Hong Kong eyes mainland tax exemption for small group of professionals, boost for biotech industry
A small group of Hong Kong professionals, such as university professors, who work on the mainland for more than 183 days per year may be exempt from paying higher mainland Chinese salaries tax under new arrangements, according to the city’s financial secretary, Paul Chan Mo-po.
Efforts to secure a broader exemption would be “very difficult” to achieve in the near term, Chan said in an interview on the sidelines of the four-day Big Data Expo in Guiyang, capital of the southwestern province of Guizhou, over the weekend.
The proposed tax exemption marks the latest development in discussions between Hong Kong and mainland officials since November last year to push forward the free flow of tech talent across the border. Chan said discussions with mainland authorities are still under way.
A check with the office of the financial secretary on Monday confirmed that the mainland was unlikely to make a broad exemption any time soon, but a small group might be able to.
On the mainland, Chan said the rapid transformation of Guizhou, once China’s poorest province, into the country’s hub for big data and cloud services, is proving a valuable lesson for Hong Kong’s own technology ambitions.
“China is a populous country, while Hong Kong has only 7 million [people],” Chan said. “It will be a tremendous boost to biotech if the mainland and the city can work together.”
He said opportunities for clinical data connectivity were high on Hong Kong’s agenda.
With the backing of massive data, pharmaceutical companies would be better positioned to find cures to diseases, Chan said, adding that the goal was to explore “well-rounded” data cooperation on both sides.
The annual exhibition and forum is where attendees from Chinese government officials to executives of foreign tech companies like Facebook, Apple and Qualcomm and the country’s own tech giants gather to discuss trends in big data. It has been four years since Guizhou province was hand-picked to spearhead the development of big data in China. During a visit to the area in 2015 Chinese president Xi Jinping said: “A nation will only prosper when its technologies thrive.”
The financial secretary said he still recalls the first time he visited the mountainous province in the 1990s. “People were poor at that time, eating plain noodles with animal guts.”
Referring to the recent big data projects in the province he said: “In less than three years of hard work, it has already made a remarkable achievement. I’m here to look and learn.”
This year is the first time Hong Kong authorities have sent an official delegation to the expo, which is co-organised by the National Development and Reform Commission and the Guizhou provincial government.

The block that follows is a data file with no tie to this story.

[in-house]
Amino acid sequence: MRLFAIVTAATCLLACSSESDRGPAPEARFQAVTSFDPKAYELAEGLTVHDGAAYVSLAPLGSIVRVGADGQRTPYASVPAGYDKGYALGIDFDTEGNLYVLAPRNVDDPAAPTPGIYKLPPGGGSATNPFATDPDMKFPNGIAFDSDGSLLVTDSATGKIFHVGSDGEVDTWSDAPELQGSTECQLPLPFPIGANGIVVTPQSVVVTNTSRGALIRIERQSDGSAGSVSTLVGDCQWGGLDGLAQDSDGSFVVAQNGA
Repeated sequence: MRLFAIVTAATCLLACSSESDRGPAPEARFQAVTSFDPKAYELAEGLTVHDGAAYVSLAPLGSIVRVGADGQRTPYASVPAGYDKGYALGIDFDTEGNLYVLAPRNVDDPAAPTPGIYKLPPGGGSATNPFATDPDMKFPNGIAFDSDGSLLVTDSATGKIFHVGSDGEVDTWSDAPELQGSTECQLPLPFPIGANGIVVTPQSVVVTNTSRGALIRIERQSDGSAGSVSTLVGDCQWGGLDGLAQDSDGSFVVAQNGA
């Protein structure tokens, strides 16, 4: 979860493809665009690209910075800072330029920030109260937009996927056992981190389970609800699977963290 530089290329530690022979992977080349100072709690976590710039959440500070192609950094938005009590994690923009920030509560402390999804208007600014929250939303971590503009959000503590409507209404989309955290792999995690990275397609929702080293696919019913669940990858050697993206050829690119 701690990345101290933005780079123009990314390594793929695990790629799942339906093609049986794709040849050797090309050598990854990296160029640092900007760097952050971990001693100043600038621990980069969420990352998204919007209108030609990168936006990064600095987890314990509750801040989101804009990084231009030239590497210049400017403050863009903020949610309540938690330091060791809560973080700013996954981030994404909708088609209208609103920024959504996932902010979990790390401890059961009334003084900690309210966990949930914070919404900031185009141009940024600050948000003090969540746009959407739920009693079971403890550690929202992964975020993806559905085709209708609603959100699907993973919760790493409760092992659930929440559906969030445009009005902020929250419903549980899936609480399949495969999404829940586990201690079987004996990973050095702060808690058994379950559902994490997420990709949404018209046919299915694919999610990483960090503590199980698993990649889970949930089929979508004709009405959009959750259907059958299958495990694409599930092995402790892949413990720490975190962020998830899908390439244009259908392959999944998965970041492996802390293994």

Guizhou, the province with the lowest per capita GDP before 2015, has since attracted tech firms including IBM, Microsoft, Qualcomm, Apple and local company Huawei Technologies to set up data centres and cloud computing bases. Last year, its economy grew 10.2 per cent, putting it among the top three fastest growing regions in China.
Financial services is another field in which Hong Kong can excel and team up with mainland China for mutual benefit, according to Chan. “Many big data firms I have met in Guiyang expressed their interest in going public in Hong Kong, especially with the option now available to list with dual stock structures.” Such structures, previously banned in Hong Kong, give company founders more rights than other shareholders and have proven popular with tech start-ups.
“I am confident of financial services as our core strength,” said the financial secretary, adding that Hong Kong could also serve as “a platform for biotech and artificial intelligence”, connecting researchers in labs in China and overseas.
The city is targeting four pillars – AI, fintech, smart city and biotech – to develop its tech and innovation strength, said Allen Yeung, the Hong Kong government’s chief information officer. He said Hong Kong offers robust intellectual property protection and the city’s growing eco-system provided a testing ground for mainland Chinese tech giants to go global. “We want to be the interface for the mainland,” Yeung said.
The value added of the medical services and innovation/tech industries accounted for 1.7 per cent and 0.7 per cent respectively of the city’s GDP in 2016, according to a government statistics report released in May.
“The government is trying to bring in more companies to assume a critical mass for the tech industry, although in order to achieve that we still need time,” Chan said.